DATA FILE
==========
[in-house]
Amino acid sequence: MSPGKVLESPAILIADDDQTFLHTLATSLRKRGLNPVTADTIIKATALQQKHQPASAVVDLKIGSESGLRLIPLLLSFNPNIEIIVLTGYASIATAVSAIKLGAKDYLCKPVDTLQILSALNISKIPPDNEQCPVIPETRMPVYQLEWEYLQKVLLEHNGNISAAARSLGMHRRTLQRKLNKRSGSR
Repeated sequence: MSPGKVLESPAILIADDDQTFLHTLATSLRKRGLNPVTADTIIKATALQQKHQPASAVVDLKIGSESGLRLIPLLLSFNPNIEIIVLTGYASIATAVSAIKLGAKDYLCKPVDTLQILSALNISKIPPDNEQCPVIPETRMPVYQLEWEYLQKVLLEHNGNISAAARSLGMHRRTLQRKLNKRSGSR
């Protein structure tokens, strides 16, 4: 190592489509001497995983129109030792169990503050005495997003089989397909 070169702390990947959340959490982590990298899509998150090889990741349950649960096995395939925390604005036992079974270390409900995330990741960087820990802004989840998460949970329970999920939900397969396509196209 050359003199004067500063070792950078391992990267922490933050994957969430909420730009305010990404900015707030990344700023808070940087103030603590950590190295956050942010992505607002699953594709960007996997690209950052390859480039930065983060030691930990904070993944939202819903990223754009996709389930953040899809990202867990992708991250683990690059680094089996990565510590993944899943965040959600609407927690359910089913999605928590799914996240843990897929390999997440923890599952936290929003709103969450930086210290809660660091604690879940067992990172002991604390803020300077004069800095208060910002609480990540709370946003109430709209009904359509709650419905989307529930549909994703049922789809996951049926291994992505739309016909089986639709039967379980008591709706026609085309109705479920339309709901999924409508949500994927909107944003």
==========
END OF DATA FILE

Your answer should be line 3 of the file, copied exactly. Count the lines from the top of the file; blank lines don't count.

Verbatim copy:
Repeated sequence: MSPGKVLESPAILIADDDQTFLHTLATSLRKRGLNPVTADTIIKATALQQKHQPASAVVDLKIGSESGLRLIPLLLSFNPNIEIIVLTGYASIATAVSAIKLGAKDYLCKPVDTLQILSALNISKIPPDNEQCPVIPETRMPVYQLEWEYLQKVLLEHNGNISAAARSLGMHRRTLQRKLNKRSGSR